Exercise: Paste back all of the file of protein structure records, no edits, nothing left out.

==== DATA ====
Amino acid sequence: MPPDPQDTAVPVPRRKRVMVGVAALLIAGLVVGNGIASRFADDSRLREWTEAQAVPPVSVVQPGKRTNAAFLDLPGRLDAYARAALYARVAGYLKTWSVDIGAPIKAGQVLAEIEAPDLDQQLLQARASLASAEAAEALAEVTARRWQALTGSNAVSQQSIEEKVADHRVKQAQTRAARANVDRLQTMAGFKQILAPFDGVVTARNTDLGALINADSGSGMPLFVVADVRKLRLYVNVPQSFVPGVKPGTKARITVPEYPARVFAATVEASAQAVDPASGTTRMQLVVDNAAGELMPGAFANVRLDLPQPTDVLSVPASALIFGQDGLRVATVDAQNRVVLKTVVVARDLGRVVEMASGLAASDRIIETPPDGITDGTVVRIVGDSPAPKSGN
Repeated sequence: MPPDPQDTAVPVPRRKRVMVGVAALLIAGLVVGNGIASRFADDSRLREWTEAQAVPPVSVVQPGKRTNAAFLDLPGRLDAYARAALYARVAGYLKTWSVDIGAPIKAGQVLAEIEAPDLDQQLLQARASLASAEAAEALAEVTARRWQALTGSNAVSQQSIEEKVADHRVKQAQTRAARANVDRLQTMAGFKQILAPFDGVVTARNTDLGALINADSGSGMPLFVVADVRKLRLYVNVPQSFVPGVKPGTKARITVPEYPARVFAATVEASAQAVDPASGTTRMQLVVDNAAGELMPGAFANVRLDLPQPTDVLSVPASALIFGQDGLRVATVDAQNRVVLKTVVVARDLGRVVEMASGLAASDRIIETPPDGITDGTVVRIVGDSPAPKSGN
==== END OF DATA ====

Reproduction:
Amino acid sequence: MPPDPQDTAVPVPRRKRVMVGVAALLIAGLVVGNGIASRFADDSRLREWTEAQAVPPVSVVQPGKRTNAAFLDLPGRLDAYARAALYARVAGYLKTWSVDIGAPIKAGQVLAEIEAPDLDQQLLQARASLASAEAAEALAEVTARRWQALTGSNAVSQQSIEEKVADHRVKQAQTRAARANVDRLQTMAGFKQILAPFDGVVTARNTDLGALINADSGSGMPLFVVADVRKLRLYVNVPQSFVPGVKPGTKARITVPEYPARVFAATVEASAQAVDPASGTTRMQLVVDNAAGELMPGAFANVRLDLPQPTDVLSVPASALIFGQDGLRVATVDAQNRVVLKTVVVARDLGRVVEMASGLAASDRIIETPPDGITDGTVVRIVGDSPAPKSGN
Repeated sequence: MPPDPQDTAVPVPRRKRVMVGVAALLIAGLVVGNGIASRFADDSRLREWTEAQAVPPVSVVQPGKRTNAAFLDLPGRLDAYARAALYARVAGYLKTWSVDIGAPIKAGQVLAEIEAPDLDQQLLQARASLASAEAAEALAEVTARRWQALTGSNAVSQQSIEEKVADHRVKQAQTRAARANVDRLQTMAGFKQILAPFDGVVTARNTDLGALINADSGSGMPLFVVADVRKLRLYVNVPQSFVPGVKPGTKARITVPEYPARVFAATVEASAQAVDPASGTTRMQLVVDNAAGELMPGAFANVRLDLPQPTDVLSVPASALIFGQDGLRVATVDAQNRVVLKTVVVARDLGRVVEMASGLAASDRIIETPPDGITDGTVVRIVGDSPAPKSGN